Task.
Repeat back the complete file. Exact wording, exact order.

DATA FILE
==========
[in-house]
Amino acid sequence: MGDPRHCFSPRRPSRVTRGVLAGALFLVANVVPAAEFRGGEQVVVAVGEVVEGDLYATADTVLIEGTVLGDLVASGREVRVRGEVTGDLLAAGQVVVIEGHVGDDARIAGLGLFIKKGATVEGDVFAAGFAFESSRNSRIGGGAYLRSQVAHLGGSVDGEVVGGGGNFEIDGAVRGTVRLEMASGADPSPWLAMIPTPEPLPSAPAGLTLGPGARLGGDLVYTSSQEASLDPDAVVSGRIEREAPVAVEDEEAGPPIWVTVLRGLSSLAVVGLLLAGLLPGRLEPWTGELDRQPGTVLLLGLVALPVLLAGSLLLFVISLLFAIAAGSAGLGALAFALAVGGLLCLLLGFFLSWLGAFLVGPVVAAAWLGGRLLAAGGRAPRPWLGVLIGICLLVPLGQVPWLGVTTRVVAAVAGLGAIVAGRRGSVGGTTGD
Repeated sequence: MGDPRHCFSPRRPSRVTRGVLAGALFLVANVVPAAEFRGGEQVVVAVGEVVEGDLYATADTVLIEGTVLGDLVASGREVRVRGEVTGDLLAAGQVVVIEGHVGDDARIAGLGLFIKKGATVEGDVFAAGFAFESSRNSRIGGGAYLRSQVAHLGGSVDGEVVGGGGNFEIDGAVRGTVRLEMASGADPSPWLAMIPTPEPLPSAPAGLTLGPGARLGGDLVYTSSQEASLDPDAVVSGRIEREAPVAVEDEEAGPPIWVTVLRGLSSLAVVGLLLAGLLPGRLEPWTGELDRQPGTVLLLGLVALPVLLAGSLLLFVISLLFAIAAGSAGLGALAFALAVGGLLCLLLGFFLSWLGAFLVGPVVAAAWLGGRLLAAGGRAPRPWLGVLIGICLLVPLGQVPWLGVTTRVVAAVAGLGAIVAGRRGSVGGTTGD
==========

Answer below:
[in-house]
Amino acid sequence: MGDPRHCFSPRRPSRVTRGVLAGALFLVANVVPAAEFRGGEQVVVAVGEVVEGDLYATADTVLIEGTVLGDLVASGREVRVRGEVTGDLLAAGQVVVIEGHVGDDARIAGLGLFIKKGATVEGDVFAAGFAFESSRNSRIGGGAYLRSQVAHLGGSVDGEVVGGGGNFEIDGAVRGTVRLEMASGADPSPWLAMIPTPEPLPSAPAGLTLGPGARLGGDLVYTSSQEASLDPDAVVSGRIEREAPVAVEDEEAGPPIWVTVLRGLSSLAVVGLLLAGLLPGRLEPWTGELDRQPGTVLLLGLVALPVLLAGSLLLFVISLLFAIAAGSAGLGALAFALAVGGLLCLLLGFFLSWLGAFLVGPVVAAAWLGGRLLAAGGRAPRPWLGVLIGICLLVPLGQVPWLGVTTRVVAAVAGLGAIVAGRRGSVGGTTGD
Repeated sequence: MGDPRHCFSPRRPSRVTRGVLAGALFLVANVVPAAEFRGGEQVVVAVGEVVEGDLYATADTVLIEGTVLGDLVASGREVRVRGEVTGDLLAAGQVVVIEGHVGDDARIAGLGLFIKKGATVEGDVFAAGFAFESSRNSRIGGGAYLRSQVAHLGGSVDGEVVGGGGNFEIDGAVRGTVRLEMASGADPSPWLAMIPTPEPLPSAPAGLTLGPGARLGGDLVYTSSQEASLDPDAVVSGRIEREAPVAVEDEEAGPPIWVTVLRGLSSLAVVGLLLAGLLPGRLEPWTGELDRQPGTVLLLGLVALPVLLAGSLLLFVISLLFAIAAGSAGLGALAFALAVGGLLCLLLGFFLSWLGAFLVGPVVAAAWLGGRLLAAGGRAPRPWLGVLIGICLLVPLGQVPWLGVTTRVVAAVAGLGAIVAGRRGSVGGTTGD